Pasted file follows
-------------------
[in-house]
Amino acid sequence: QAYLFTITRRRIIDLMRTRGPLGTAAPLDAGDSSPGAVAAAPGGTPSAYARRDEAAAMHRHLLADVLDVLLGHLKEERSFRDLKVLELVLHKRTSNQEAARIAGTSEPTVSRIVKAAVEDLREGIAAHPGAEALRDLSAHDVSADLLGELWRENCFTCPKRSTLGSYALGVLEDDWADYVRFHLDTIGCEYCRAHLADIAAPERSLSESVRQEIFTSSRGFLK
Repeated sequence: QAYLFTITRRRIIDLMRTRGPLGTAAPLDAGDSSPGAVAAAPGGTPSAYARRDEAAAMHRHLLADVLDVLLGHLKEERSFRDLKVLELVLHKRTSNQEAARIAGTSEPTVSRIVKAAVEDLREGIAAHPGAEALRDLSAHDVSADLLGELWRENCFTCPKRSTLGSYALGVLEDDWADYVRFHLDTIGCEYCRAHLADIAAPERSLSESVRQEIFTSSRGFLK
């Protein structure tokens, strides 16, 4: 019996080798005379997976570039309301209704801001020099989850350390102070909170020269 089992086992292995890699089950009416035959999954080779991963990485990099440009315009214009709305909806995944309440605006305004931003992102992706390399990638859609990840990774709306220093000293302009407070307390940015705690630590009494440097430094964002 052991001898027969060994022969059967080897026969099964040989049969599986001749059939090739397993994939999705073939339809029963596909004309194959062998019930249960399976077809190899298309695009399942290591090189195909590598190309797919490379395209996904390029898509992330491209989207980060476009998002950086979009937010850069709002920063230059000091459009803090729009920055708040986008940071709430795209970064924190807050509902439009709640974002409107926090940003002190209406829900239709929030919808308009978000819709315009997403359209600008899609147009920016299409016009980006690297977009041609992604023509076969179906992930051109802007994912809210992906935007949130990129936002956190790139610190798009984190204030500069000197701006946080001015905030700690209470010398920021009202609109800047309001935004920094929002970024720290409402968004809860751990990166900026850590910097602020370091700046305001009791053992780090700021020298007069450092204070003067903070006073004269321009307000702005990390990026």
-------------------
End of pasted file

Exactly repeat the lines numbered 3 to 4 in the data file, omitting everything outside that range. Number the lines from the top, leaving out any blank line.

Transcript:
Repeated sequence: QAYLFTITRRRIIDLMRTRGPLGTAAPLDAGDSSPGAVAAAPGGTPSAYARRDEAAAMHRHLLADVLDVLLGHLKEERSFRDLKVLELVLHKRTSNQEAARIAGTSEPTVSRIVKAAVEDLREGIAAHPGAEALRDLSAHDVSADLLGELWRENCFTCPKRSTLGSYALGVLEDDWADYVRFHLDTIGCEYCRAHLADIAAPERSLSESVRQEIFTSSRGFLK
């Protein structure tokens, strides 16, 4: 019996080798005379997976570039309301209704801001020099989850350390102070909170020269 089992086992292995890699089950009416035959999954080779991963990485990099440009315009214009709305909806995944309440605006305004931003992102992706390399990638859609990840990774709306220093000293302009407070307390940015705690630590009494440097430094964002 052991001898027969060994022969059967080897026969099964040989049969599986001749059939090739397993994939999705073939339809029963596909004309194959062998019930249960399976077809190899298309695009399942290591090189195909590598190309797919490379395209996904390029898509992330491209989207980060476009998002950086979009937010850069709002920063230059000091459009803090729009920055708040986008940071709430795209970064924190807050509902439009709640974002409107926090940003002190209406829900239709929030919808308009978000819709315009997403359209600008899609147009920016299409016009980006690297977009041609992604023509076969179906992930051109802007994912809210992906935007949130990129936002956190790139610190798009984190204030500069000197701006946080001015905030700690209470010398920021009202609109800047309001935004920094929002970024720290409402968004809860751990990166900026850590910097602020370091700046305001009791053992780090700021020298007069450092204070003067903070006073004269321009307000702005990390990026």